Privacy rights are valuable and must not be violated by the government under the garb of national security. This article is analysing whether the citizens have a right to self-defense against the State if the latter is violating their rights illegally?
Some concepts are well ahead of their time and are therefore not given much attention even though they must be of great interest to a nation. This is more so if the matter pertains to Information and Communication Technology (ICT). One such concept or theory as was suggested in 2004 by Mr. Praveen Dalal, Managing partner of Perry4Law, pertains to private defense in cyberspace. The concept gave a techno-legal comparative analysis of the self-defense rights of citizens against the e-surveillance activities of the State. After almost 5 years, we are witnessing the self-defense campaign by Electronic Frontier Foundation (EFF) against State‘s surveillance. It seems the concept of self-defense has finally been accepted by the international community. However, India has still to consider this concept and apply it to Indian conditions.
“The law has fallen well short of the desired standards and requirements in the present technological world. The fact remains that neither law nor technology alone can eliminate the threats of illegal e-surveillance. We need a good combination of techno-legal measures that alone can tackle the nuisance of privacy violations” says Mr. Praveen Dalal.
The recent proposed Information Technology (Amendment) Bill, 2008 (Bill, 2008) has further complicated the issues. With enhanced and unregulated e-surveillance powers, the Bill, 2008 is all set to invade the privacy of Indian citizens. Since the Privacy law in India has become absolutely subject to the whims and fancies of Indian government, we are left with no choice but to use technology to fight back. The natural question that arises is whether it is legal to exercise private defense against the State?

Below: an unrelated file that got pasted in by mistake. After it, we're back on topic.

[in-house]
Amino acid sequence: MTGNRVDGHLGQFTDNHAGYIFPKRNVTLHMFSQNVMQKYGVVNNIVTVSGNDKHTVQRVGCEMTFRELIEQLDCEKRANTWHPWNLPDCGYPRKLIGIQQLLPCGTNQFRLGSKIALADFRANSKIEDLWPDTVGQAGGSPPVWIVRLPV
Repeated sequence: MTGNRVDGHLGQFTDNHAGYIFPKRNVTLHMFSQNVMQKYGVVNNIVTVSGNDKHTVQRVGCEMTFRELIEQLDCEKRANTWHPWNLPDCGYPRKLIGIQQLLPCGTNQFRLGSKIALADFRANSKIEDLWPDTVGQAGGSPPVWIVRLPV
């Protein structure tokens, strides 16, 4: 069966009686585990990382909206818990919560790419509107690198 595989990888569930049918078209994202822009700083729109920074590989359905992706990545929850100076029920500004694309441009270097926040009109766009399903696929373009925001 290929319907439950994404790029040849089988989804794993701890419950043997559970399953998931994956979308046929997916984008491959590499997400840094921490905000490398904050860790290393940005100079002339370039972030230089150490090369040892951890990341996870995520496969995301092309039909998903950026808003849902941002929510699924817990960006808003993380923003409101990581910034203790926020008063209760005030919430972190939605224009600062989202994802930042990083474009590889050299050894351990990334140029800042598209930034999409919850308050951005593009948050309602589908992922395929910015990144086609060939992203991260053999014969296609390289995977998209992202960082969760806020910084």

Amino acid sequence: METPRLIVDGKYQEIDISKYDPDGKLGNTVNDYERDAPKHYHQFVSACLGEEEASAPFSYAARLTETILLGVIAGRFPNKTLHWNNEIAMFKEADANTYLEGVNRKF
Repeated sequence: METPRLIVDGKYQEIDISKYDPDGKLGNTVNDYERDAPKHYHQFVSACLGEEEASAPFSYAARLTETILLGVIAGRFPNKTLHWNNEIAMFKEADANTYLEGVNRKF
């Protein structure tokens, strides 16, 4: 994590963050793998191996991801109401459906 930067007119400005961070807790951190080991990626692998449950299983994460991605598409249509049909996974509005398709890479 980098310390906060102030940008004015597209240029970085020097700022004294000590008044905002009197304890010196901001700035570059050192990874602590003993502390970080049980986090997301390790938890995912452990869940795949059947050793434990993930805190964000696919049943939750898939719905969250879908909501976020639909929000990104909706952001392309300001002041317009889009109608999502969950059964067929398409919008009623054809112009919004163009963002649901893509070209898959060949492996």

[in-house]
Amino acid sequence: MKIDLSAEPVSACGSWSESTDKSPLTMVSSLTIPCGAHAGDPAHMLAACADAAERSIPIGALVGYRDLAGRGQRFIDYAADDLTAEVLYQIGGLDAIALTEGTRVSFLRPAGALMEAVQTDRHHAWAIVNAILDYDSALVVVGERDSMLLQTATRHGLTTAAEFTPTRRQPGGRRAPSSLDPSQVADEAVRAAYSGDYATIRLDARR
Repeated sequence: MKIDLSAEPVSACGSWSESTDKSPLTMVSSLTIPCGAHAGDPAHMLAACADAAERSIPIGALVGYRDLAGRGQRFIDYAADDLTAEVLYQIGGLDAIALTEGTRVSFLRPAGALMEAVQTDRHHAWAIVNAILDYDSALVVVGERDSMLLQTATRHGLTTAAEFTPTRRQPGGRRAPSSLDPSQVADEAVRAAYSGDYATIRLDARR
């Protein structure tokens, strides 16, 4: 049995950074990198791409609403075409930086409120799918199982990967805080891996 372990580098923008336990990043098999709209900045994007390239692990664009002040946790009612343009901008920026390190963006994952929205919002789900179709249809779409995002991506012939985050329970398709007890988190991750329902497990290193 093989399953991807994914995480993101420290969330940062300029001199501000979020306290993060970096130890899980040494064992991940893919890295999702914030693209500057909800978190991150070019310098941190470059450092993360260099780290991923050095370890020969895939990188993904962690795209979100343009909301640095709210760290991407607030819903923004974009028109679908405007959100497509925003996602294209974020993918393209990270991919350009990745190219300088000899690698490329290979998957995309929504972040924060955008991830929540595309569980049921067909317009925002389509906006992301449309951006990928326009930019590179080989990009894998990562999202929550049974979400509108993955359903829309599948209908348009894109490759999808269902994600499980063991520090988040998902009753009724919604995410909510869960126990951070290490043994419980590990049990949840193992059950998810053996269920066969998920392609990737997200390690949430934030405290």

According to Praveen Dalal, “Private or self defense is a Human Right, Constitutional Rights as well as Statutory Right. The Indian citizens have a right to exercise self defense even against the State. This is more so in the sphere of ICT where there are least possibilities of human injuries. However the same can be exercised by law abiding citizens alone and criminals cannot claim this Constitutional Protection. We are in the process of formulation of guidelines and recommendations in this crucial field and would share the same at appropriate time and with relevant authorities”.
There is a dire need of a good techno-legal framework in India that can manage the issues pertaining to e-surveillance in India. The lawlessness may bring great disorders in India as India is a place of ICT intellectuals who, unfortunately, are on the other side of the wall and are not consulted while making laws or policies.
This opinion article was written by an independent writer. The opinions and views expressed herein are those of the author and are not necessarily intended to reflect those of DigitalJournal.com